Peng Lanlan (彭兰岚)Comments Off on Peng Lanlan (彭兰岚)
Peng Lanlan 彭兰岚
Crime: Obstructing official business
Length of Punishment: One year
Court: Dongcheng District People’s Court
Trial Date: June 8, 2013
Sentencing Date: July 10, 2013
Place of Incarceration: Dongcheng District Detention Center
Dates of Detention/Arrest: August 13, 2012 (detention); October 31, 2012 (arrest); August 2013 (released)
Criminal Complaint: Beijing Municipal Public Security Bureau Recommendation for Prosecution (Chinese)
Indictment: Beijing Municipal Dongcheng District People’s Procuratorate Indictment(Chinese)
Appeal Sentencing Date: August 7, 2013
Appeal Hearing Ruling: Upheld original ruling
Peng Lanlan, a leader of the campaign for civil society participation in China’s Universal Period Review and disclosure of China’s implementation of the government’s “National Human Rights Action Plan,” was detained in 2012 on a charge of “obstructing official business.” From Hunan Province, Peng was seized in Beijing on her way to the State Council Information Office to submit an information disclosure request and questionnaires from petitioners seeking redress. After Peng was taken into custody without warrant, police reportedly subjected Peng to torture using a “tiger bench,” in which a victim’s hands are tied behind his or her back while legs are tightly secured to a bench. On the day of her trial, the Dongcheng District People’s Court conducted the hearing behind closed doors after scores of activists and petitioners arrived and requested to attend. She was released in August 2013, after being in custody for nearly one year.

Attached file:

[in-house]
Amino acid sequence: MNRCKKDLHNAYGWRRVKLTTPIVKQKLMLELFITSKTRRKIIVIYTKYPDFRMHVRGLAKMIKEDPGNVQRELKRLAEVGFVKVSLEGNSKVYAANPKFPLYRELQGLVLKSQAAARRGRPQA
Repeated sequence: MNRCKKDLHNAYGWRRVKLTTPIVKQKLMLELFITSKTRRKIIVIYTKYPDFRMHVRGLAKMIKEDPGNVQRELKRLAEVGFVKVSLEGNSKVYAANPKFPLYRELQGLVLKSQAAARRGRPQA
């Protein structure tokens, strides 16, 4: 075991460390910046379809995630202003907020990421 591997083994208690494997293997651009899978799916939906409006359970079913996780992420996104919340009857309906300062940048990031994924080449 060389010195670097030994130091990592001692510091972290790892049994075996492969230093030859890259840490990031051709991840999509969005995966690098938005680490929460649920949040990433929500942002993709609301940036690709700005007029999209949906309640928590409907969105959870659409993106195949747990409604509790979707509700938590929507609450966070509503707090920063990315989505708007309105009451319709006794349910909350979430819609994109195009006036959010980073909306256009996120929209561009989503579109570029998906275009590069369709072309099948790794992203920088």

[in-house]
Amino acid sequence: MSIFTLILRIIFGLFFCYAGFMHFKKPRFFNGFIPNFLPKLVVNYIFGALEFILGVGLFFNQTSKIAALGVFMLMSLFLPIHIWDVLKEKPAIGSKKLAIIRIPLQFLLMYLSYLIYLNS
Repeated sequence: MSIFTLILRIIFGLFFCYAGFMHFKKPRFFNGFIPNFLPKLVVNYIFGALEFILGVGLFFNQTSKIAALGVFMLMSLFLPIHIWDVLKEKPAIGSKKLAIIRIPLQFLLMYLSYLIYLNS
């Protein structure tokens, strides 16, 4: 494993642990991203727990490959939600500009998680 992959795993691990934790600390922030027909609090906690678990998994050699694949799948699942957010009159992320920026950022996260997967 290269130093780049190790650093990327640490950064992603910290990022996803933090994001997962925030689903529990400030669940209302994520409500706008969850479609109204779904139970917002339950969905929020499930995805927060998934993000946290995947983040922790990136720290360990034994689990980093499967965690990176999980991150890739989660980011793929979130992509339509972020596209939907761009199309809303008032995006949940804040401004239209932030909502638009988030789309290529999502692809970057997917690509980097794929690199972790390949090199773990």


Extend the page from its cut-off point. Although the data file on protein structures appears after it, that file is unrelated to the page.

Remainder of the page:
Born on May 8, 1974, Peng Lanlan, of Tujia (土家) ethnicity, became a frequent victim of arbitrary detention after she started petitioning about injustices she and her family suffered. Peng was brutally beaten by chengguan (城管) and police, causing permanent injuries that resulted in physical disability. In March 2004, local authority forcibly committed her in a psychiatric hospital for 176 days. During the confinement, Peng suffered involuntary injections and medications. After she became more active in defending the rights of others, she was put in “black jails” multiple times. In April 2010, while detained in such a facility, Peng suffered degrading treatment when five unidentified people stripped and beaten her until she lost consciousness.